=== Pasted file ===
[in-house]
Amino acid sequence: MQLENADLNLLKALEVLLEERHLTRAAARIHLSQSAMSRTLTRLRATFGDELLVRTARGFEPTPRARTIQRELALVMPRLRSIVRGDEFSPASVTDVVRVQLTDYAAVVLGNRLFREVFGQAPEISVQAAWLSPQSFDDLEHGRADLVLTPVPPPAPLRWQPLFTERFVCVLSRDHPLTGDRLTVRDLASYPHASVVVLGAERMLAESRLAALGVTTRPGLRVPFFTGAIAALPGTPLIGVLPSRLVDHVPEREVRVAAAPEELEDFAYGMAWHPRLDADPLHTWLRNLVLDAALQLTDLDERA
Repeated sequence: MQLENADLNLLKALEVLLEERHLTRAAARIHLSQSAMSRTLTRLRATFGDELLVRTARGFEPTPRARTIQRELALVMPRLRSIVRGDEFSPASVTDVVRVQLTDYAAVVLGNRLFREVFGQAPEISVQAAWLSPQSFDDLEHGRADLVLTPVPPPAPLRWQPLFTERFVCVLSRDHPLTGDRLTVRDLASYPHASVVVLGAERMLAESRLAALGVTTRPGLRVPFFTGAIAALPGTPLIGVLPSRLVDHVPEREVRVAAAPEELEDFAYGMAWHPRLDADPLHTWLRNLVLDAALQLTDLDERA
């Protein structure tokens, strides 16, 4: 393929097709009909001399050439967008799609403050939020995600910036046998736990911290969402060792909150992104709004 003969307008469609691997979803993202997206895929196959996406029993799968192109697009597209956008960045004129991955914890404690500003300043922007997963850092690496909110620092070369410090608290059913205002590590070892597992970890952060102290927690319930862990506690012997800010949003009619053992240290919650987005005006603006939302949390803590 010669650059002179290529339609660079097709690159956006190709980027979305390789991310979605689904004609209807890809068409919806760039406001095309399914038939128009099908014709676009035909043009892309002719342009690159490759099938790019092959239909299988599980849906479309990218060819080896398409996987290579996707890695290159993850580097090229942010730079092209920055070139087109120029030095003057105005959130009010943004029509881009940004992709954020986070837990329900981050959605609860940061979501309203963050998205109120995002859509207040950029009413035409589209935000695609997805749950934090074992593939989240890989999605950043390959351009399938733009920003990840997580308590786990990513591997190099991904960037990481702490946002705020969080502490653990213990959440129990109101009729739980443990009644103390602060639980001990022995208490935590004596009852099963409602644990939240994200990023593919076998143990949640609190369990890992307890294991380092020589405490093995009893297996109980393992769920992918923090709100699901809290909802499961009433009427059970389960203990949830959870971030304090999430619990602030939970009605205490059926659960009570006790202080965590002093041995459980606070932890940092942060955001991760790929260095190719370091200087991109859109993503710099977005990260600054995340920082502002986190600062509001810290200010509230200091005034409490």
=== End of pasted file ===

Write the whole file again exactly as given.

[in-house]
Amino acid sequence: MQLENADLNLLKALEVLLEERHLTRAAARIHLSQSAMSRTLTRLRATFGDELLVRTARGFEPTPRARTIQRELALVMPRLRSIVRGDEFSPASVTDVVRVQLTDYAAVVLGNRLFREVFGQAPEISVQAAWLSPQSFDDLEHGRADLVLTPVPPPAPLRWQPLFTERFVCVLSRDHPLTGDRLTVRDLASYPHASVVVLGAERMLAESRLAALGVTTRPGLRVPFFTGAIAALPGTPLIGVLPSRLVDHVPEREVRVAAAPEELEDFAYGMAWHPRLDADPLHTWLRNLVLDAALQLTDLDERA
Repeated sequence: MQLENADLNLLKALEVLLEERHLTRAAARIHLSQSAMSRTLTRLRATFGDELLVRTARGFEPTPRARTIQRELALVMPRLRSIVRGDEFSPASVTDVVRVQLTDYAAVVLGNRLFREVFGQAPEISVQAAWLSPQSFDDLEHGRADLVLTPVPPPAPLRWQPLFTERFVCVLSRDHPLTGDRLTVRDLASYPHASVVVLGAERMLAESRLAALGVTTRPGLRVPFFTGAIAALPGTPLIGVLPSRLVDHVPEREVRVAAAPEELEDFAYGMAWHPRLDADPLHTWLRNLVLDAALQLTDLDERA
């Protein structure tokens, strides 16, 4: 393929097709009909001399050439967008799609403050939020995600910036046998736990911290969402060792909150992104709004 003969307008469609691997979803993202997206895929196959996406029993799968192109697009597209956008960045004129991955914890404690500003300043922007997963850092690496909110620092070369410090608290059913205002590590070892597992970890952060102290927690319930862990506690012997800010949003009619053992240290919650987005005006603006939302949390803590 010669650059002179290529339609660079097709690159956006190709980027979305390789991310979605689904004609209807890809068409919806760039406001095309399914038939128009099908014709676009035909043009892309002719342009690159490759099938790019092959239909299988599980849906479309990218060819080896398409996987290579996707890695290159993850580097090229942010730079092209920055070139087109120029030095003057105005959130009010943004029509881009940004992709954020986070837990329900981050959605609860940061979501309203963050998205109120995002859509207040950029009413035409589209935000695609997805749950934090074992593939989240890989999605950043390959351009399938733009920003990840997580308590786990990513591997190099991904960037990481702490946002705020969080502490653990213990959440129990109101009729739980443990009644103390602060639980001990022995208490935590004596009852099963409602644990939240994200990023593919076998143990949640609190369990890992307890294991380092020589405490093995009893297996109980393992769920992918923090709100699901809290909802499961009433009427059970389960203990949830959870971030304090999430619990602030939970009605205490059926659960009570006790202080965590002093041995459980606070932890940092942060955001991760790929260095190719370091200087991109859109993503710099977005990260600054995340920082502002986190600062509001810290200010509230200091005034409490």